On a warm autumn afternoon, the neighborhood boys stripped down to their shorts to play a hard game of street soccer while a group of flirty girls cheered from the sidelines.
Two brothers sat out the games — Carlos Manuel Lazo, 16, and Carlos Rafael, a year younger — opting instead to stay indoors to watch the news. Since their father left for Iraq, they spend a lot of time in front of the television.
“We watch every day to see if something important happened over there,” Carlos Rafael said. We watch to make sure see we don’t see him,” acknowledged his brother.
Like others with family stationed in Iraq, they are worried. “There are a lot of people dying there and I don’t want that to be my father’s fate,” Carlos Manuel said.
But unlike the families of other soldiers, these boys worry alone.
The brothers live in Havana, Cuba, far removed from the yellow ribbons, patriotic speeches, and community support sustaining military families across the United States.
For them, it’s the complete opposite. The Cuban government vehemently opposed the war before it ever started. Last week, Parliament President Ricardo Alarcon described the U.S. occupation as “indecent” and “abominable.”
On the airwaves, the Cuban media report only the grim stories out of Iraq, illustrating mortar attacks, car bombs, and civilian casualties with uncensored video.
Public opinion against the war also is widespread in Cuba.
So, it’s against this backdrop that two concerned teenagers pray for their dad. Admittedly, it's not easy but, according to their grandmother, they cope by “relying on each other.”
That may be what gives them the guts to think outside the box. When asked about Iraq, both boys deftly dodged the question, answering alike, “We’re very proud of our father.”
Risked life to emigrate to U.S.
When prodded, the eldest son admitted that criticizing the war feels “wrong,” even “disloyal,” to dad, Carlos Lazo Sr., 39.
He is a combat medic treating Iraqi prisoners north of Baghdad. He is also what the Cubans call a “balsero,” the Spanish for “rafter.”
Thirteen years ago Lazo bid goodbye to his two small boys, took a homemade boat and crossed the dangerous Florida Straits. After four days at sea, he was rescued six miles from Key West. That had been his second attempt. The first time, in September 1988, he was caught and spent a year in prison.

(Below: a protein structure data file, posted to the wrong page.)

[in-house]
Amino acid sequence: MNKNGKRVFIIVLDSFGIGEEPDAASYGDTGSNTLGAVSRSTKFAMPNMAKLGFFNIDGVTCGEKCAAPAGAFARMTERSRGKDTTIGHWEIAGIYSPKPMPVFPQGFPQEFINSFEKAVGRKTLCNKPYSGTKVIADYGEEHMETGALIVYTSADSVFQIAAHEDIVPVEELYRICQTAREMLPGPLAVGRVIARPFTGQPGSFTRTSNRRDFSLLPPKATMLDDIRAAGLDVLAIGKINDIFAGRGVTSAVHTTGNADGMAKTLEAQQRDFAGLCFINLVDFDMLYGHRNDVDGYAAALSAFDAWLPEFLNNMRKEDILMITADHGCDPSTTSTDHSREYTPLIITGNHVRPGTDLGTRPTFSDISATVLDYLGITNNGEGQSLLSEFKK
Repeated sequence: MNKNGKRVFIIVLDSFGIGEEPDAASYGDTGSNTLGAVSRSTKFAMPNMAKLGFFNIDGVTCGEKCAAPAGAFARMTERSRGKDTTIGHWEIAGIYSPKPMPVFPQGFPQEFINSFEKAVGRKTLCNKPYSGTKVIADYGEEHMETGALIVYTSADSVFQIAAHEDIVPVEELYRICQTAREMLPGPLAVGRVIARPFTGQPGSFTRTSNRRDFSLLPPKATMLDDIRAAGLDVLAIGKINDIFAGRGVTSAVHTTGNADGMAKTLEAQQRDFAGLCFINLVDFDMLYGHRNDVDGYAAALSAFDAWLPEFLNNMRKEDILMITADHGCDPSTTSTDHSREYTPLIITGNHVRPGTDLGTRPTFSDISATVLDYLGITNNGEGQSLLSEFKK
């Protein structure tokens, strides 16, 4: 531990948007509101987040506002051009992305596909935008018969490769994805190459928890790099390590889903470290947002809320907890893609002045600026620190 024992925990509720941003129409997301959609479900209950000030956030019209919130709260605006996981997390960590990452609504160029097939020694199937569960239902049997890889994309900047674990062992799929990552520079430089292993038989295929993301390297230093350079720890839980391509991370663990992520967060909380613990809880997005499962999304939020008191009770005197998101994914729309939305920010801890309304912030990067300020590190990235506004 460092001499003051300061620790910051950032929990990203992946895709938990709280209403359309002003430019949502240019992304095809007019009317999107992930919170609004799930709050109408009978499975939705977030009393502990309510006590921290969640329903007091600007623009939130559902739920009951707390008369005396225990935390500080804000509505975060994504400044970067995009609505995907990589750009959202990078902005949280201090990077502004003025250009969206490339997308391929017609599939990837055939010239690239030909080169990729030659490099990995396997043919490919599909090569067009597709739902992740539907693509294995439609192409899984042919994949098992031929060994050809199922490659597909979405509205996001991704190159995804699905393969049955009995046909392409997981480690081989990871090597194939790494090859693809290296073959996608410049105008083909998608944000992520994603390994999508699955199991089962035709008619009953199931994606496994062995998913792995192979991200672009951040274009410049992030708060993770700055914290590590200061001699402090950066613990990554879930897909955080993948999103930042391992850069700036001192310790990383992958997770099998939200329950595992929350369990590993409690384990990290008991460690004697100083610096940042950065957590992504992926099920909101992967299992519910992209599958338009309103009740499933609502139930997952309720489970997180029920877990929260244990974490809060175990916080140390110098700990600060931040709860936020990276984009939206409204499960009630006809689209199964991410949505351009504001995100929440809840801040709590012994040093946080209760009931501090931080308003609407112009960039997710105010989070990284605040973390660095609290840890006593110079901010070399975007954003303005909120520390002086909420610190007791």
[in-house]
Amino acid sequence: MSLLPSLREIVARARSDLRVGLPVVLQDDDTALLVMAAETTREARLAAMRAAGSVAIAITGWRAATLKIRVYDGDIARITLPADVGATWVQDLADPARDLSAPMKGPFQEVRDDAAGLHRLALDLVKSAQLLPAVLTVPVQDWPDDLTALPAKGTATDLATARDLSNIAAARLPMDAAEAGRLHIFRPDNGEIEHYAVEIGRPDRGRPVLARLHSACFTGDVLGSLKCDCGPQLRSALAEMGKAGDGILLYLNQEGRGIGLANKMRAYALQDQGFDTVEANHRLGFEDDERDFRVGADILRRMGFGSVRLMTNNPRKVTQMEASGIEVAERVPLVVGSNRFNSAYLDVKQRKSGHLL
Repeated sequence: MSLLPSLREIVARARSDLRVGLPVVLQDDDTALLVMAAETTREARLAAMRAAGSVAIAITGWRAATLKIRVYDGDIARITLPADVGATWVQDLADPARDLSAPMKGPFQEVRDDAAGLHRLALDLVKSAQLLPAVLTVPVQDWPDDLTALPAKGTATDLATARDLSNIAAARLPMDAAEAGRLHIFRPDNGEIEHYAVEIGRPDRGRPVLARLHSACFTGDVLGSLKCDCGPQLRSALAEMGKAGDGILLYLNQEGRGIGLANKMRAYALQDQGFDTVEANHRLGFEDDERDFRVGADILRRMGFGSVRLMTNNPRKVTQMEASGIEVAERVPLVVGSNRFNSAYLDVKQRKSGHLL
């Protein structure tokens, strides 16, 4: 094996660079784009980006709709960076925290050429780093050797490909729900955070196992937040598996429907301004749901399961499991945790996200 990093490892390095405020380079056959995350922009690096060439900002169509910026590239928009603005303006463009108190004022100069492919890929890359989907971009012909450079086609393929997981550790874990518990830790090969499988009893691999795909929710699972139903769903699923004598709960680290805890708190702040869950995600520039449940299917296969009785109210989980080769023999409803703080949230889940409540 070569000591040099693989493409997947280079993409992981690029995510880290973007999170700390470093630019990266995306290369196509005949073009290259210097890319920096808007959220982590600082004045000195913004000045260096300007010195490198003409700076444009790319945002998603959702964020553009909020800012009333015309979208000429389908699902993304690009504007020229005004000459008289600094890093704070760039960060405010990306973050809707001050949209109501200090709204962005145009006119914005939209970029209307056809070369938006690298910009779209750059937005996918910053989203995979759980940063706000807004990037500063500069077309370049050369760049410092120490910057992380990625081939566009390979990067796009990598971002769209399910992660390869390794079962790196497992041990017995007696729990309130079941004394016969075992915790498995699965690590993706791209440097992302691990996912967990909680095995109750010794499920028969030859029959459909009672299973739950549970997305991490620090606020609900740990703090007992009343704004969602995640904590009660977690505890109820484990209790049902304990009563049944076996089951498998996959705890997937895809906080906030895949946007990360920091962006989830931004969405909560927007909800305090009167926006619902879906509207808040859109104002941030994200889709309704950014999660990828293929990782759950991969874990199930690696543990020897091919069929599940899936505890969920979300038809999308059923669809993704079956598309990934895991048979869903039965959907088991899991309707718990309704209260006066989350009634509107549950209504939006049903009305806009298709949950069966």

Like many Cuban refugees, Lazo settled in Miami. There, he remarried and started a new family. Six years later, he moved to Seattle and found work as a counselor. After an earthquake hit Washington state, he joined the National Guard, wanting to “give something back” to a place that treated him well.
Over the years, Lazo maintained steady contact with his sons, sending money and traveling back home on a regular basis. He last visited in April 2003, seven months before he was mobilized in Operation Iraqi Freedom.
Now, Lazo is in a dangerous place, doing a dangerous job.
“My dad is a special guy, a great guy,” said Carlos Rafael. “We know why he’s there, because he’s the type of person who puts other people first. He feels the suffering of other people and wants to help.”
Restrictions on travel
The war has separated many military families, but this Cuban family faces war of another kind.
During a two-week leave this summer, Lazo tried to board a plane to Havana but never made it past a Miami check-in area. He was grounded by new White House curbs on travel to Cuba, aimed at toughening the four-decade-old U.S. economic embargo on the country.
Under the presidential mandate, Cuban-Americans may only spend two weeks in Cuba every three years and only to visit immediate family.
Previously, they could visit any living relative once a year. The White House also eliminated emergency humanitarian visits and cut the amount of money Cuban-Americans can send to relatives.
The Bush administration argues the restrictions should hasten the downfall of Fidel Castro by denying revenues to the cash-strapped island.
While most Cuban-Americans support the new get-tough moves, growing numbers charge the actions punish the wrong people.
Political moves lost on sons
As part of a generation that views the U.S.-Cuba conflict as ancient history, the political arguments are lost on the Lazo brothers. They frankly don’t understand what prevented dad from spending his leave in Havana.
“Why would the U.S. government stop him from coming? We have nothing to do with Iraq,” said Carlos Rafael.
His older brother added, ”Three years is too long. I miss him when I’m alone. When I don’t have anyone to talk to. When I’m with my friends. When my friends are talking about their fathers. There’s a hole because he’s not with me.”
Lazo Sr. feels the same.
From a dusty airstrip in Iraq's Camp Anaconda, the soldier taped a video message, imploring lawmakers to change this “election-year policy." The Washington-based Center for International Policy plans to make sure Congress sees it when lawmakers reconvene after the election.
Holding two photographs of his children, Lazo made a passionate plea, “If I lose my life here in Iraq, the irony won’t be I didn’t get to see my children because I was sent to war.
"The irony will be… because my Commander-in-Chief… did not allow me to visit them when I was able to.”